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Scientific Articles   |    
The Effects of Tibial Rotation on Posterior Translation in Knees in Which the Posterior Cruciate Ligament Has Been Cut
John A. Bergfeld, MD; David R. McAllister, MD; Richard D. Parker, MD; Antonio D. C. Valdevit, MSc; Helen Kambic, MS
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Investigation performed at the Section of Sports Medicine, Department of Orthopaedic Surgery, The Cleveland Clinic Foundation, Cleveland, Ohio
John A. Bergfeld, MD
Richard D. Parker, MD
Antonio D.C. Valdevit, MSc
Helen Kambic, MS
Section of Sports Medicine, Department of Orthopaedic Surgery (J.A.B. and R.D.P.), and Department of Biomedical Engineering (A.D.C.V. and H.K.), The Cleveland Clinic Foundation, 9500 Euclid Avenue, Cleveland, OH 44195. Please address requests for reprints to Dr. Bergfeld.

David R. McAllister, MD
Department of Orthopaedic Surgery, University of California, Los Angeles, Center for Health Sciences, Box 956902, Los Angeles, CA 90095-6902

No benefits in any form have been received or will be received from a commercial party related directly or indirectly to the subject of this article. No funds were received in support of this study.

Presented at the Annual Meeting of the Orthopaedic Research Society, Orlando, Florida, March 12-15, 2000.

J Bone Joint Surg Am, 2001 Sep 01;83(9):1339-1343
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Abstract

Background: One of the most useful clinical tests for diagnosing an isolated injury of the posterior cruciate ligament is the posterior drawer maneuver performed with the knee in 90° of flexion. Previously, it was thought that internally rotating the tibia during posterior drawer testing would decrease posterior laxity in a knee with an isolated posterior cruciate ligament injury. In this study, we evaluated the effects of internal and external tibial rotation on posterior laxity with the knee held in varying degrees of flexion after the posterior cruciate and meniscofemoral ligaments had been cut.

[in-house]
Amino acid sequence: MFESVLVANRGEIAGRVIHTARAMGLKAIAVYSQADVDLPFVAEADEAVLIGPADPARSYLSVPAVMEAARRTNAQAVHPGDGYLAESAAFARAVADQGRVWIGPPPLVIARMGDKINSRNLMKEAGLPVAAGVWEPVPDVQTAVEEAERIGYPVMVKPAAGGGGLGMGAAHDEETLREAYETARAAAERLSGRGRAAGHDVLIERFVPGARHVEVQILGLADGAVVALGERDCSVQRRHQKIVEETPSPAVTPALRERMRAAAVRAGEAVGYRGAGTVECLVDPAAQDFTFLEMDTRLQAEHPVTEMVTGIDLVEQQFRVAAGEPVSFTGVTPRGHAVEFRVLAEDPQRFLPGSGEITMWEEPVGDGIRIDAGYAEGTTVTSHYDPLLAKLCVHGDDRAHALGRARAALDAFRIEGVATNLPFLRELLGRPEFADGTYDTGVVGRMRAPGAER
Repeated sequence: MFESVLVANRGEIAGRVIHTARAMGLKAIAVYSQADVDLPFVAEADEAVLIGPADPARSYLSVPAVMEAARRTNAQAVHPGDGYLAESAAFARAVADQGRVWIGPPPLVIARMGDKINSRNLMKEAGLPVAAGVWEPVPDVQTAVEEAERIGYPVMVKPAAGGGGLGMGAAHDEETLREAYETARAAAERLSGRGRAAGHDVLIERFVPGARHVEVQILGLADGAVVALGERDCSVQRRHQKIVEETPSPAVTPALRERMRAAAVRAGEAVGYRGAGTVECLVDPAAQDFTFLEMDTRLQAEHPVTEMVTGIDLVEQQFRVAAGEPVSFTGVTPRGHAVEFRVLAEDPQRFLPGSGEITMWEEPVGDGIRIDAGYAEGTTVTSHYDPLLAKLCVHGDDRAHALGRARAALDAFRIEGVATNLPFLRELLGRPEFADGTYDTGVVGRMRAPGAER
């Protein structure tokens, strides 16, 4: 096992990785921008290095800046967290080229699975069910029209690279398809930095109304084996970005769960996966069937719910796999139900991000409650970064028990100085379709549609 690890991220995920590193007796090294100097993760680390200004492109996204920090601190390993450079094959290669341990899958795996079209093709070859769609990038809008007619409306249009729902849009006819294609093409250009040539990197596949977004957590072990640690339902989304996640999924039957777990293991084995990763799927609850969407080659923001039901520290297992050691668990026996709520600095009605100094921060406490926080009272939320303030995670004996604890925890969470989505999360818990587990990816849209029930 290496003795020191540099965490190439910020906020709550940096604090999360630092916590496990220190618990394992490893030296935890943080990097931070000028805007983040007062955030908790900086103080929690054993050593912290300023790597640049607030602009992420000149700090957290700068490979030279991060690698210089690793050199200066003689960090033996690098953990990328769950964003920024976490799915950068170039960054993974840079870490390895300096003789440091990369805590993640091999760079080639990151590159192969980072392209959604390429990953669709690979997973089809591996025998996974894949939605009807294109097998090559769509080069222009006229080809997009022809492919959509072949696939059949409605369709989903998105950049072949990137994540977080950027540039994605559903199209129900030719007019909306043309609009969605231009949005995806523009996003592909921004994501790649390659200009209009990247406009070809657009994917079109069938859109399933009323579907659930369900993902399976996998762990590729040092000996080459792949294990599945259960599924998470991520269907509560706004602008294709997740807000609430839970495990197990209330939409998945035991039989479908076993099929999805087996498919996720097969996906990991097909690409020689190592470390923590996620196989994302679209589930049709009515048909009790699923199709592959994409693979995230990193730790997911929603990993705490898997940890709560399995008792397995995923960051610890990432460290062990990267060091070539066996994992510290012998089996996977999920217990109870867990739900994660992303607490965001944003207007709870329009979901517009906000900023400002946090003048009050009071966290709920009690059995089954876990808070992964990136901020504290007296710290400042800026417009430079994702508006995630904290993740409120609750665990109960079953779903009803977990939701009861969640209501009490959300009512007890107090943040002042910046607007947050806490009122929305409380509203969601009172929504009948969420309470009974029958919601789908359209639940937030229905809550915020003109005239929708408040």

Materials and Methods: Twenty cadaveric knees were used. Each knee was mounted in a fixture with six degrees of freedom, and anterior and posterior forces of 150 N were applied. The testing was conducted with the knee in 90°, 60°, 30°, and 0° of flexion with the tibia in neutral, internal, and external rotation. All knees were tested with the posterior cruciate and meniscofemoral ligaments intact and transected. Repeated-measures analysis of variance was used for statistical analysis.

Results: At 30°, 60°, and 90° of flexion, there was a significant increase in posterior laxity following transection of the posterior cruciate and meniscofemoral ligaments. At 60° and 90° of flexion, there was significantly less posterior laxity when the tibia was held in internal compared with external rotation. At 0° and 30° of flexion, there was no significant difference in posterior laxity when the tibia was held in internal compared with external rotation.

Conclusions: After the posterior cruciate and meniscofemoral ligaments had been cut, posterior laxity was significantly decreased by both internal and external rotation of the tibia. Internal tibial rotation resulted in significantly less laxity than external tibial rotation did at 60° and 90° of knee flexion.

Clinical Relevance: An isolated injury of the posterior cruciate ligament is best detected when a posterior drawer test is performed with the knee in 90° of flexion. Repeating this test with the tibia internally rotated will result in a substantial decrease in the amount of posterior laxity at 60° and 90° of knee flexion.

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    Accreditation Statement
    These activities have been planned and implemented in accordance with the Essential Areas and policies of the Accreditation Council for Continuing Medical Education (ACCME) through the joint sponsorship of the American Academy of Orthopaedic Surgeons and The Journal of Bone and Joint Surgery, Inc. The American Academy of Orthopaedic Surgeons is accredited by the ACCME to provide continuing medical education for physicians.
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